By Jack Stubbs
Changes are afoot in Seattle’s University District as a 7-story development was recently given the green light to proceed to the next stage of the city’s Design Review process.
On Monday, March 12th, a 127-unit developed in the U-District was unanimously approved at a Design Review Recommendation (DRR) meeting. At the meeting, architect d/Arch LLC presented updated project plans to the Northeast Design Review Board on behalf of Yuan’s H&H Property LLC, the owner and developer of the project. Landscape architect Fazio & Associates and surveyor Terrane are also on the design team.
Located at 4726 15th Ave. NE., the development calls for the construction of a seven-story building that will include 127 market-rate apartment units, 41 below-grade parking stalls and bike parking on the first level. The building will also include a landscaped resident amenity area on the rooftop. The project site is currently occupied by three multifamily residences which would be demolished as part of the project plans.
Some of the other existing residential buildings in the neighborhood include the 56-unit Liv Apartments, the 7-story Bridges@11th, which contains 184 units, and the 167-unit Ava U-District complex. There are also a number of other in-progress projects within several blocks of the proposed development that are currently undergoing Design Review. Some of these include the 59-unit 6-story University Way Apartments; the 7-story Bellwether UCC, which will include 133 units; and American Campus Communities, an 8-story project that calls for 168 units.
It has been more than a year since the proposal was last seen by the board: the development was last reviewed at an Early Design Guidance (EDG) meeting held in January 2017.
Kicking off the applicant team’s presentation, Matt Driscoll of d/Arch LLC discussed the primary changes that the applicant had made to the project since the previous EDG meeting.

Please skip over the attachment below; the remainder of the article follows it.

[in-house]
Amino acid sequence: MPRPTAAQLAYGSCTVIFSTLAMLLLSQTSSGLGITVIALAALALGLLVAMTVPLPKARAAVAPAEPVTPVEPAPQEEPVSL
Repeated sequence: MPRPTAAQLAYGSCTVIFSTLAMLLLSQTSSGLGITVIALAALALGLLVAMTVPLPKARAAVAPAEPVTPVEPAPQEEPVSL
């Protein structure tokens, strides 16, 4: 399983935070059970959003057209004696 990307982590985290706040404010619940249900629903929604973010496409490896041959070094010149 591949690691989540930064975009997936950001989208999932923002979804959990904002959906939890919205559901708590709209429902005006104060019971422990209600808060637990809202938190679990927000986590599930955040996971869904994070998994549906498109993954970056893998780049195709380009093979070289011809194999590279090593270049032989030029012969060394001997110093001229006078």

During the last meeting, the board had requested that the applicant work on various design elements including encouraging pedestrian interaction with the development along the street, emphasizing the open spaces and refining the massing and and exterior facade of the building.
In response to the board’s feedback, the applicant enhanced the relationship between the building and the streetscape along 15th Ave. NE to improve the pedestrian experience and also refined the relationship between the building and the adjacent alleyway. Additionally, the applicant worked on emphasizing the design of the main residential entrance, added landscaping and signage elements along the street and incorporated different materials into the development’s facade. The applicant also revised the design and location of the parking garage and updated the orientation of the residential units.
Most of the board’s clarifying questions focused on how the building would be programmed and how the development would relate to the adjacent streetscape and neighborhood context. Board member Ivana Begley expressed concern about accessibility to the bicycle parking area, while board member Brian Bishop echoed this inquiry, also asking for more information about the proposed landscaping elements. Bishop asked for more information about the property line and boundary of the project site, also asking for further clarification about the new location of the garage entrance. Other comments focused on the applicant team’s choice of exterior facade materials, with the board suggesting that this design element would need to be further refined. Finally, board member Erick Blank highlighted potential security concerns with the current design of the fence along the property line.
There was one public comment expressed during the meeting. One neighborhood resident stated that he would like to see further attention given to the facade materials and how the building’s exterior would relate to adjacent developments in the University District along 15th Ave. NE.
During its deliberation period, the board ultimately approved the project, also articulating several design elements for the applicant team to incorporate into the project plans before the next stage of the Design Review process. Specifically, the board suggested that the applicant work on emphasizing the design of prominence of the parking garage entrance to alleviate pedestrian safety concerns. Additionally, the board recommended that the applicant work further on refining the relationship between the building and the adjacent alleyway, conditioning that the applicant increase the height of the fences along the property line.